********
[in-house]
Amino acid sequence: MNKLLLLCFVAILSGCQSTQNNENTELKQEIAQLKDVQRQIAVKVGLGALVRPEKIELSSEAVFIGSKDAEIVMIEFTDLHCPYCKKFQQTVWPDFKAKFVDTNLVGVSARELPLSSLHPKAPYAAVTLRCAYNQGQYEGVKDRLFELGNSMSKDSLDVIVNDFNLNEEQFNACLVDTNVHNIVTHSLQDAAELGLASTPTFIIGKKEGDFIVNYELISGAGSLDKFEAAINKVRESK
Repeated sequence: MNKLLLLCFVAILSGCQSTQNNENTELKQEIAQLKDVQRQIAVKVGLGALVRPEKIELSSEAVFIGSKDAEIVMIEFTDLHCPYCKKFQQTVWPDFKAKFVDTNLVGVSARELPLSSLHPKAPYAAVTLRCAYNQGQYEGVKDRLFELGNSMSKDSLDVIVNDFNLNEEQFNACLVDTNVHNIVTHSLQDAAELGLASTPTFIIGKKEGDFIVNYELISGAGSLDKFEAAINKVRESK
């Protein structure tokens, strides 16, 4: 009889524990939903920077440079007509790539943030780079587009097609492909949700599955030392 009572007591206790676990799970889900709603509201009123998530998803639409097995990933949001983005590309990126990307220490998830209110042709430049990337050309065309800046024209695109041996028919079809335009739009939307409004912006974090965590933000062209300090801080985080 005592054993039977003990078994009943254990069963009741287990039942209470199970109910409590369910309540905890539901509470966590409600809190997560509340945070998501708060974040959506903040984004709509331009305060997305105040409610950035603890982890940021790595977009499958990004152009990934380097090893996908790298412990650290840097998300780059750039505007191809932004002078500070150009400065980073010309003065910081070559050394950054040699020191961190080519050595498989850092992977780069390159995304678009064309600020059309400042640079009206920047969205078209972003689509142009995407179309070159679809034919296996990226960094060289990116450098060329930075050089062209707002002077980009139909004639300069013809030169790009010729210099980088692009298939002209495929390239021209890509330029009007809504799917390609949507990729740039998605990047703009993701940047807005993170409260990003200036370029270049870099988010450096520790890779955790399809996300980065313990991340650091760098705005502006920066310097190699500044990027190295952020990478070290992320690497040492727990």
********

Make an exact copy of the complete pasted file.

[in-house]
Amino acid sequence: MNKLLLLCFVAILSGCQSTQNNENTELKQEIAQLKDVQRQIAVKVGLGALVRPEKIELSSEAVFIGSKDAEIVMIEFTDLHCPYCKKFQQTVWPDFKAKFVDTNLVGVSARELPLSSLHPKAPYAAVTLRCAYNQGQYEGVKDRLFELGNSMSKDSLDVIVNDFNLNEEQFNACLVDTNVHNIVTHSLQDAAELGLASTPTFIIGKKEGDFIVNYELISGAGSLDKFEAAINKVRESK
Repeated sequence: MNKLLLLCFVAILSGCQSTQNNENTELKQEIAQLKDVQRQIAVKVGLGALVRPEKIELSSEAVFIGSKDAEIVMIEFTDLHCPYCKKFQQTVWPDFKAKFVDTNLVGVSARELPLSSLHPKAPYAAVTLRCAYNQGQYEGVKDRLFELGNSMSKDSLDVIVNDFNLNEEQFNACLVDTNVHNIVTHSLQDAAELGLASTPTFIIGKKEGDFIVNYELISGAGSLDKFEAAINKVRESK
């Protein structure tokens, strides 16, 4: 009889524990939903920077440079007509790539943030780079587009097609492909949700599955030392 009572007591206790676990799970889900709603509201009123998530998803639409097995990933949001983005590309990126990307220490998830209110042709430049990337050309065309800046024209695109041996028919079809335009739009939307409004912006974090965590933000062209300090801080985080 005592054993039977003990078994009943254990069963009741287990039942209470199970109910409590369910309540905890539901509470966590409600809190997560509340945070998501708060974040959506903040984004709509331009305060997305105040409610950035603890982890940021790595977009499958990004152009990934380097090893996908790298412990650290840097998300780059750039505007191809932004002078500070150009400065980073010309003065910081070559050394950054040699020191961190080519050595498989850092992977780069390159995304678009064309600020059309400042640079009206920047969205078209972003689509142009995407179309070159679809034919296996990226960094060289990116450098060329930075050089062209707002002077980009139909004639300069013809030169790009010729210099980088692009298939002209495929390239021209890509330029009007809504799917390609949507990729740039998605990047703009993701940047807005993170409260990003200036370029270049870099988010450096520790890779955790399809996300980065313990991340650091760098705005502006920066310097190699500044990027190295952020990478070290992320690497040492727990």